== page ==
Skip to main content
Hide Articles List

17 articles on this Page

[No title]

[No title]

WHO GAVE US PEACE?

I MAP OF CYPRUS <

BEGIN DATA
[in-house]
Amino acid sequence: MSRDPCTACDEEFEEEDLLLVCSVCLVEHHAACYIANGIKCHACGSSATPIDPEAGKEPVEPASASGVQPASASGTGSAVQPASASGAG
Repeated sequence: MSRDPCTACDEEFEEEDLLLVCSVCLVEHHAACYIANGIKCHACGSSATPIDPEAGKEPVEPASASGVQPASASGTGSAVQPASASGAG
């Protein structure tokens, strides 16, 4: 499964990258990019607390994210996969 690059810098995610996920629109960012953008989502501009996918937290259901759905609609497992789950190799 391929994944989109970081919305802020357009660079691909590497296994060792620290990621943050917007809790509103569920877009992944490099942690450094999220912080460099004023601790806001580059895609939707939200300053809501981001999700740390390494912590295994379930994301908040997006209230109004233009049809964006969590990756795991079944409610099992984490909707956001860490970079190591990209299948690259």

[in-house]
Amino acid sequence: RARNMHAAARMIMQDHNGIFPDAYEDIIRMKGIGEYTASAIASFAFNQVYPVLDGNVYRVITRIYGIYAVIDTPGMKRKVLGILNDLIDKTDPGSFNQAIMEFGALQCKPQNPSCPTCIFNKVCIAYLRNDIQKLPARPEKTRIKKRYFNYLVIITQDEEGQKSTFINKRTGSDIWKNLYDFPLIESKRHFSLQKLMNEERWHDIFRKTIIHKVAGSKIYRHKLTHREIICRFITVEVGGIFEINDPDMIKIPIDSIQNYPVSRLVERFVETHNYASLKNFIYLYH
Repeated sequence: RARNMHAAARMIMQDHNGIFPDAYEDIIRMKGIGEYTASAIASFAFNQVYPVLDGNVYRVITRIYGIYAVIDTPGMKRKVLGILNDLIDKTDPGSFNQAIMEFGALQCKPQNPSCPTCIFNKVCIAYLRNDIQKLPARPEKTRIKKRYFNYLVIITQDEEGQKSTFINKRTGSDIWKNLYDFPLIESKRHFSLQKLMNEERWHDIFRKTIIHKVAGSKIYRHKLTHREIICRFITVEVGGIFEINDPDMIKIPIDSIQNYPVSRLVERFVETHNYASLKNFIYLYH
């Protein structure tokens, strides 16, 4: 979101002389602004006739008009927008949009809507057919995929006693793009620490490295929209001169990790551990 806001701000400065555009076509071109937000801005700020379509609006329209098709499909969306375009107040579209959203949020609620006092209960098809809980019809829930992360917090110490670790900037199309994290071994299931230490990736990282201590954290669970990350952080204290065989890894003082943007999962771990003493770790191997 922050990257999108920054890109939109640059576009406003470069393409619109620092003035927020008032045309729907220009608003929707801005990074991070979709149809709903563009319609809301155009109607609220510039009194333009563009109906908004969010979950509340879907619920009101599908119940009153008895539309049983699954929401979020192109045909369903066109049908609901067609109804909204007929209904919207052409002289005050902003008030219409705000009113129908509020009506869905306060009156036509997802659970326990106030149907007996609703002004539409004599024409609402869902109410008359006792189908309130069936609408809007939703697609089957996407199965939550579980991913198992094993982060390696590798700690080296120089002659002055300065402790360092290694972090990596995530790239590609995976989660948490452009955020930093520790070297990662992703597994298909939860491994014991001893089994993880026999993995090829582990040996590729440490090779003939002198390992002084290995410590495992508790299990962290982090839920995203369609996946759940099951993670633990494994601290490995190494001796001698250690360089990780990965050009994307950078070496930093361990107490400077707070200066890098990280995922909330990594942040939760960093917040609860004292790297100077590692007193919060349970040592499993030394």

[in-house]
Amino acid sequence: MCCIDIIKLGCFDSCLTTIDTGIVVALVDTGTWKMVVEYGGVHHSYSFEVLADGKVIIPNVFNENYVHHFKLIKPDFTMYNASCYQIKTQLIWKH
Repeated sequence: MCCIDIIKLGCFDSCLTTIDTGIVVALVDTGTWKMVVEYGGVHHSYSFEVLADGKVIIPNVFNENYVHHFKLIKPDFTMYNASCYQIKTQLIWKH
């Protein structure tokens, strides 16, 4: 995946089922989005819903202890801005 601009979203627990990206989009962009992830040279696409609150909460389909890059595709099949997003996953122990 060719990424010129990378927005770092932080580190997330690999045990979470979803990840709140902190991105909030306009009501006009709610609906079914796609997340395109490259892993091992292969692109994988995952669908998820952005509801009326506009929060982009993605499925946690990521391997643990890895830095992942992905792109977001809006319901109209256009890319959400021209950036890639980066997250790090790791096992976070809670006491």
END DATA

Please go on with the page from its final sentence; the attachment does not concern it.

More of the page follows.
AN IMPEACHMENT OF THE PREMIER.

[No title]

ISERIOUS STABBING AFFRAY AT…

[No title]

FLINTSHIRE ASSIZES.

[No title]

HOUSE (,,! L.OR!)-. , D

News
Cite
Share